Promoting area’s resources

Published 7:00 pm Wednesday, August 19, 2009

Building Selma’s economic development on history and tourism is not a foreign idea.

Selma is defined as “historic” when the city is presented to outsiders, such as Historic Downtown Selma.

From the Battle of Selma in 1865 during the Civil War until the Civil Rights movement of the 1960s, the city is defined by battles, bridges, museums and Reconstruction homes.

Even if you couldn’t tell, many places are even labeled “old” — Old Town, Old Cahawba, the Old Depot and Old Live Oak Cemetery.

Selma likes history. Selma likes old.

Now comes the Alabama Black Belt Adventures, a group of state and local businessmen and officials who want to promote Selma and the surrounding area with its oldest asset — its dirt.

The Black Belt in Alabama is a region characterized by a thin layer of rich, black topsoil that tends to dry out during the summer. The natural vegetation consisted mainly of oak-hickory forest interspersed with shortgrass prairie, while the sandy ridges flanking the chalk belt supported pine forest.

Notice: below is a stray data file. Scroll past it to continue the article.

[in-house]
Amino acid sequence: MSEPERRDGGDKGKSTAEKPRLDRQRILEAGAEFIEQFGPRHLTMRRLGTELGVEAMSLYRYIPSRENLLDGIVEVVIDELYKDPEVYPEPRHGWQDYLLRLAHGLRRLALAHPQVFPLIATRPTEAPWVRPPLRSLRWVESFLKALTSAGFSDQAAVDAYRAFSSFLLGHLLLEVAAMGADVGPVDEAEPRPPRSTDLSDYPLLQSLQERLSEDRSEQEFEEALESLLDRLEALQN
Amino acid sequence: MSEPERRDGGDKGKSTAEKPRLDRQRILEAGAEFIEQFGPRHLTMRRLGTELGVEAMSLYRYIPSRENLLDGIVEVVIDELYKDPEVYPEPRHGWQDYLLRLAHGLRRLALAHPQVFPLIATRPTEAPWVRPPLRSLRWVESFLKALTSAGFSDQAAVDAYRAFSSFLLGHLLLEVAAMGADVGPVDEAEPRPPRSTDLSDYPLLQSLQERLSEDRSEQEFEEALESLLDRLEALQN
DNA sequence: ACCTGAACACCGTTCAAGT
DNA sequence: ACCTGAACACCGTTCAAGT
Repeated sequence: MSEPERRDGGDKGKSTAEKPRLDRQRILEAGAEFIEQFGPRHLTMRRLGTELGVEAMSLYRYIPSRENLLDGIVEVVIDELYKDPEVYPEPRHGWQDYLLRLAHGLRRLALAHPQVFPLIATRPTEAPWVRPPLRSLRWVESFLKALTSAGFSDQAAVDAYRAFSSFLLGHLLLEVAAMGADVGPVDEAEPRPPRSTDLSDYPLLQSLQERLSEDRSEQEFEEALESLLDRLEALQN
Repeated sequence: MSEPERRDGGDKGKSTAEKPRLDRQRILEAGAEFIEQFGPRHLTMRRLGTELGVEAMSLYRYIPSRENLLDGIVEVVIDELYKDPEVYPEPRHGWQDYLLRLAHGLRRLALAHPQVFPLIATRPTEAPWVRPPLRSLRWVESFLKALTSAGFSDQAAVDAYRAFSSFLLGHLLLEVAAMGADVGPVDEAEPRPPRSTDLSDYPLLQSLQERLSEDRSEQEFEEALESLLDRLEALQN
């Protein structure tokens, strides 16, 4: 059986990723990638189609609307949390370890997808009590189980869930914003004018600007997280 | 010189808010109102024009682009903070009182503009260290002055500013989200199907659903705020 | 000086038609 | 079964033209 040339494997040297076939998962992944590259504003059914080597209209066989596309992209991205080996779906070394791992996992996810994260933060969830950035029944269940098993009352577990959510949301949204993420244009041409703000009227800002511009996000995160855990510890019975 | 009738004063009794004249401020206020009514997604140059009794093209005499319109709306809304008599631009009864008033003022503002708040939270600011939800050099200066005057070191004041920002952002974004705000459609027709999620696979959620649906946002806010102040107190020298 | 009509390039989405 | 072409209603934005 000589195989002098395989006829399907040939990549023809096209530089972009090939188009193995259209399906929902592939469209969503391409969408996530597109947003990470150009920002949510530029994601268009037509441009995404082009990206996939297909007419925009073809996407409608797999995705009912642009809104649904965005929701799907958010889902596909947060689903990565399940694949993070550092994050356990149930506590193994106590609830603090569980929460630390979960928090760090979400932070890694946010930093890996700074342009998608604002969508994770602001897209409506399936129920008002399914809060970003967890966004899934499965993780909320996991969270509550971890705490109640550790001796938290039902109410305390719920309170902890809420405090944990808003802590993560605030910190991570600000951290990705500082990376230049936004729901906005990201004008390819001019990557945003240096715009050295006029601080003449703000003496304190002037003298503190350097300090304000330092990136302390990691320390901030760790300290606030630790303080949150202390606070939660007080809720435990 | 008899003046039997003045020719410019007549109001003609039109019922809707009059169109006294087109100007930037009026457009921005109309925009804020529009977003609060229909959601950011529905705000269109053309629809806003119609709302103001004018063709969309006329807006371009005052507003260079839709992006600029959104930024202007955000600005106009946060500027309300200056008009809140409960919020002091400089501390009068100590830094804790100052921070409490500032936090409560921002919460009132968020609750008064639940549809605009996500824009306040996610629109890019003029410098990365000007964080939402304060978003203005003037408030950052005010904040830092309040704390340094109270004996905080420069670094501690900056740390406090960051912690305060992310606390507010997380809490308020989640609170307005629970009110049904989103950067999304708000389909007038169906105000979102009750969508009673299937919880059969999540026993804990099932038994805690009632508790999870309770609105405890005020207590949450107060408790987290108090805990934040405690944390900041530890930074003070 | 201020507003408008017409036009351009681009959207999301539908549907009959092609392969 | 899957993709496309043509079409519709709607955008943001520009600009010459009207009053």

For hunters, that means optimum conditions for deer and turkey hunting.

Throw in the Alabama River and its tributaries, and you’ve got the ingredients for an all-around sportsman’s paradise. Supporters and followers of the Black Belt Adventures hope to use the important natural resources to bring hunters and anglers into the area.

Central Louisiana business and tourism groups gave travel and outdoors writers a taste of that area during a press junket. Outdoors-related activities included crappie fishing on Lake D’Arbonne; bass fishing on Toledo Bend Reservoir; hog hunting operations in Columbia, La.; starting with a visit to the local Bass Pro Shop.

Along the way, the group visited a golf resort, historical landmarks and churches, a log cabin town and family, the state’s only working ferry and museums.

The Black Belt’s richness of natural resources and historical landmarks make the idea of bringing tourists and sportsmen into the area a productive idea.

With the cooperation and support of Black Belt residents, the program can be an economic boon to the area.